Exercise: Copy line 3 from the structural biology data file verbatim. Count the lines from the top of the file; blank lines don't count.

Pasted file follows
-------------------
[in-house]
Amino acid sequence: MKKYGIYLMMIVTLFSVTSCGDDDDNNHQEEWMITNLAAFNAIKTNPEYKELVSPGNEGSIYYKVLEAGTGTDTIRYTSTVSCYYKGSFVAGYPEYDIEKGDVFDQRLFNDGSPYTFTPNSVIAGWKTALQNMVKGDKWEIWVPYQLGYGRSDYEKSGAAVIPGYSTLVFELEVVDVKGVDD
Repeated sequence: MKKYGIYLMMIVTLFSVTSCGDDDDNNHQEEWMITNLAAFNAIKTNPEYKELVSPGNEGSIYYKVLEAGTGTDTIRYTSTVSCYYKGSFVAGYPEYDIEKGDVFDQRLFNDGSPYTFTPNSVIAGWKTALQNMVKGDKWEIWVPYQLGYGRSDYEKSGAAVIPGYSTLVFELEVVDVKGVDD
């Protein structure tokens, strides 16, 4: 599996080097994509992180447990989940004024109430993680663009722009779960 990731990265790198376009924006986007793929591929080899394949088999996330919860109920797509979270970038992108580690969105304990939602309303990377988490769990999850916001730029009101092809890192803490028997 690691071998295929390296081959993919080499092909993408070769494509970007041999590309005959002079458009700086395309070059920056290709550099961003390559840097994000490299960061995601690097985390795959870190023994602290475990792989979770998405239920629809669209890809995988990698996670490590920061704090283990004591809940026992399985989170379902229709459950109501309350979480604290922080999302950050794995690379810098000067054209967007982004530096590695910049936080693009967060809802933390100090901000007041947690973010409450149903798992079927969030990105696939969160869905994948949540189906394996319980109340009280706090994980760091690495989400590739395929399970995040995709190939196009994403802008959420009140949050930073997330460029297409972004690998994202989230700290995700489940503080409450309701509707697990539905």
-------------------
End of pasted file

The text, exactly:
Repeated sequence: MKKYGIYLMMIVTLFSVTSCGDDDDNNHQEEWMITNLAAFNAIKTNPEYKELVSPGNEGSIYYKVLEAGTGTDTIRYTSTVSCYYKGSFVAGYPEYDIEKGDVFDQRLFNDGSPYTFTPNSVIAGWKTALQNMVKGDKWEIWVPYQLGYGRSDYEKSGAAVIPGYSTLVFELEVVDVKGVDD